9. I lurve glittery make-up! Except I wouldn’t waste it on my face, lol! I’ve been using it on art dolls since the 80s, and am frequently spotted trying to find bright blue eyeshadow among the Avon samples in the local thrift shops, seeking the latest substitute for Pearlex.
    Seriously, we all have our own take on how the world turns and what’s important. Its a good reality check when we realise the people we pity for having limited lives actually feel sorry for us because we have no idea about their world! But in the end its not really about what we think is important, whether its about Katy Perry or art; its about what is in our hearts, and that has nothing to do with our artistic abilities. Being creative and appreciating and celebrating the little things in life is just one way of leaving the world a better place than when we arrived in it.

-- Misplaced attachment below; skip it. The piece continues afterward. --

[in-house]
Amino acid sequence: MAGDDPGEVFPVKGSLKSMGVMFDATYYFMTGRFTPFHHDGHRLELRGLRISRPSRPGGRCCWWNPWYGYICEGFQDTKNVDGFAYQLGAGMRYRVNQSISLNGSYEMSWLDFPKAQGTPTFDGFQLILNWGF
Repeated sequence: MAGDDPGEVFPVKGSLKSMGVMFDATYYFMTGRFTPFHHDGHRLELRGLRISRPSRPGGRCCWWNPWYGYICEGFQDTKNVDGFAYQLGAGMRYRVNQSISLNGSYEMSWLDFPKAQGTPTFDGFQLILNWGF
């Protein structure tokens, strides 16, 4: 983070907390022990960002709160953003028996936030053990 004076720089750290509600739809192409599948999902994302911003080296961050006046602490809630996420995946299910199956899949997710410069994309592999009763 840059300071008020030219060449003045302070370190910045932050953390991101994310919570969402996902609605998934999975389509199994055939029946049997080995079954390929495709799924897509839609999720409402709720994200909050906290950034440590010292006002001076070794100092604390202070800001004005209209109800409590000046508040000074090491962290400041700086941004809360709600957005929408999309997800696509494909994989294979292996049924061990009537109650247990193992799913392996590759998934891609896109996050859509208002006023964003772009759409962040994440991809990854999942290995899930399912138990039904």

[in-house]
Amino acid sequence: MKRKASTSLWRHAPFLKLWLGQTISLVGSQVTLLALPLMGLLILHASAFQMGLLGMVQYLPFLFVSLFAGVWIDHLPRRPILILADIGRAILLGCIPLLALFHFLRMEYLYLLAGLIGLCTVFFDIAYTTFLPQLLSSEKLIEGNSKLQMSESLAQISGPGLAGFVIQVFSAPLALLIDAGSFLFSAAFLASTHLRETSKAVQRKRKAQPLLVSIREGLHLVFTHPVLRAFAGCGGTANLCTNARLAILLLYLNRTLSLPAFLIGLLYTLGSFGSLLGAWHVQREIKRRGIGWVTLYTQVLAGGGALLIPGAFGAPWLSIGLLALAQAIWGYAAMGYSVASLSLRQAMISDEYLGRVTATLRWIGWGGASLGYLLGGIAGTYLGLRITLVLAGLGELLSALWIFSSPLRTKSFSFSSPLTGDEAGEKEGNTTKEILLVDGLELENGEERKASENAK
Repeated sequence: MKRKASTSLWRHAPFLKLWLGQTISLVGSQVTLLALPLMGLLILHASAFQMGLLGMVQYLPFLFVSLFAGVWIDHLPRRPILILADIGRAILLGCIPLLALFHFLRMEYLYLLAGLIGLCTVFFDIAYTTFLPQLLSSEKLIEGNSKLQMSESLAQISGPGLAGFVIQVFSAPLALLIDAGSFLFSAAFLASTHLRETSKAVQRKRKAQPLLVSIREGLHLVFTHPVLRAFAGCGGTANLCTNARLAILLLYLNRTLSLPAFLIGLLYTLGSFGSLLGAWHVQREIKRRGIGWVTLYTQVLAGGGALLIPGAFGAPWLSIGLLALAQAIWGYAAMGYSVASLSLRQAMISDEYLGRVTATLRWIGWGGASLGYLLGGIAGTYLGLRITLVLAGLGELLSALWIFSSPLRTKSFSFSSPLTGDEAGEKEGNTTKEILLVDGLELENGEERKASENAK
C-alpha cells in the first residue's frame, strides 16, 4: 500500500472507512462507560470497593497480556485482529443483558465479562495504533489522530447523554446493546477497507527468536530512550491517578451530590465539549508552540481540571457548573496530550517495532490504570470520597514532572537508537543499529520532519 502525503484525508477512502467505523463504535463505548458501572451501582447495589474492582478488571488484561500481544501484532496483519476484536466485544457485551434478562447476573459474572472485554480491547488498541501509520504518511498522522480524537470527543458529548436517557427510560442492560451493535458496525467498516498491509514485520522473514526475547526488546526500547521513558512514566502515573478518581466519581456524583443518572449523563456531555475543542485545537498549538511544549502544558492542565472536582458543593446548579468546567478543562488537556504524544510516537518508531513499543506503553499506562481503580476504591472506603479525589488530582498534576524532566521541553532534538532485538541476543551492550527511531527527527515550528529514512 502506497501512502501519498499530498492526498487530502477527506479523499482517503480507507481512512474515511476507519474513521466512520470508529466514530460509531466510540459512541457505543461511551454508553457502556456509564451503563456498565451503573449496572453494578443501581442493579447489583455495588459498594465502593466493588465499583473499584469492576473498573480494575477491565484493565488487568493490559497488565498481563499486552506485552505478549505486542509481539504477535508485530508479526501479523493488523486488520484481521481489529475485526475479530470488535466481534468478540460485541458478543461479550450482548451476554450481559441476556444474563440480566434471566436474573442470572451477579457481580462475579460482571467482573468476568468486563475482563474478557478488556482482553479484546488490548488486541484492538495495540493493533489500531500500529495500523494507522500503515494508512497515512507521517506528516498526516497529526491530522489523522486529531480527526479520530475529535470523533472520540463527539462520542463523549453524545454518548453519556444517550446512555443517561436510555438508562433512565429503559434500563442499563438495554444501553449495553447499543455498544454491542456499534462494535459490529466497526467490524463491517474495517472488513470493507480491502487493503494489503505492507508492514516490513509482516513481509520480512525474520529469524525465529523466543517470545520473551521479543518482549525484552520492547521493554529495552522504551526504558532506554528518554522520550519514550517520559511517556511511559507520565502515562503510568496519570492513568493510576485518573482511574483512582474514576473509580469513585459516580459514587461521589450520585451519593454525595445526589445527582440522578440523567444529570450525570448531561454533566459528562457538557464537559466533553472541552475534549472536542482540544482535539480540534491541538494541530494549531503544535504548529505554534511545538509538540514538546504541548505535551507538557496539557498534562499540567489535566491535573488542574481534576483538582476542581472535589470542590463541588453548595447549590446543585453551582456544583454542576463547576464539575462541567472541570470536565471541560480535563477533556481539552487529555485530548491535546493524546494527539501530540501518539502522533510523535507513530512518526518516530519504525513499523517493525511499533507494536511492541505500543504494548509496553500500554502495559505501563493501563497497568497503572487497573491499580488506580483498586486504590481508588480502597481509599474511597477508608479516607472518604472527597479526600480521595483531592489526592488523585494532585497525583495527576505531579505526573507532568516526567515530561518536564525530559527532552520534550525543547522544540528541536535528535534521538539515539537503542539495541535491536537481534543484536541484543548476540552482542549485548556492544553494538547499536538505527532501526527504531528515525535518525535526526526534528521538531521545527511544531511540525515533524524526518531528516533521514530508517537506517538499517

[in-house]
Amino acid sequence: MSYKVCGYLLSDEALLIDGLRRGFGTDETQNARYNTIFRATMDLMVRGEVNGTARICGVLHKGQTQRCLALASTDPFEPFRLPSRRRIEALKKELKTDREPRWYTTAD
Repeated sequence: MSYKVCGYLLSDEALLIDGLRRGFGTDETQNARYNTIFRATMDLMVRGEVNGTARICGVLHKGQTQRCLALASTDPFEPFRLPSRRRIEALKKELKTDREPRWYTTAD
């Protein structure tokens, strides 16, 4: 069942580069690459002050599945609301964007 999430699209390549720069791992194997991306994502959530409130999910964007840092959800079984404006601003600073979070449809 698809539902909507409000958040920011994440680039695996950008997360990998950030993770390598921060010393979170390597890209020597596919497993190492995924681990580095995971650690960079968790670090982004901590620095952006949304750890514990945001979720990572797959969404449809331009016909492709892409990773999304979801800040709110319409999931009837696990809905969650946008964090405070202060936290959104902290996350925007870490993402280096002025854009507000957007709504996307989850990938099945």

10. That is so very true. Often, it feels as if we live in “world bubbles” within this world, which often touch but rarely intersect. But like you, I like my “world” and the lufe that I have made – which also deos not include celebrity watching, but does include many things others would find pointless or meaningless. I’m off today, a sunny Sunday morning, to take part in the Greystones Art and Photography open air exhibition at the harbour!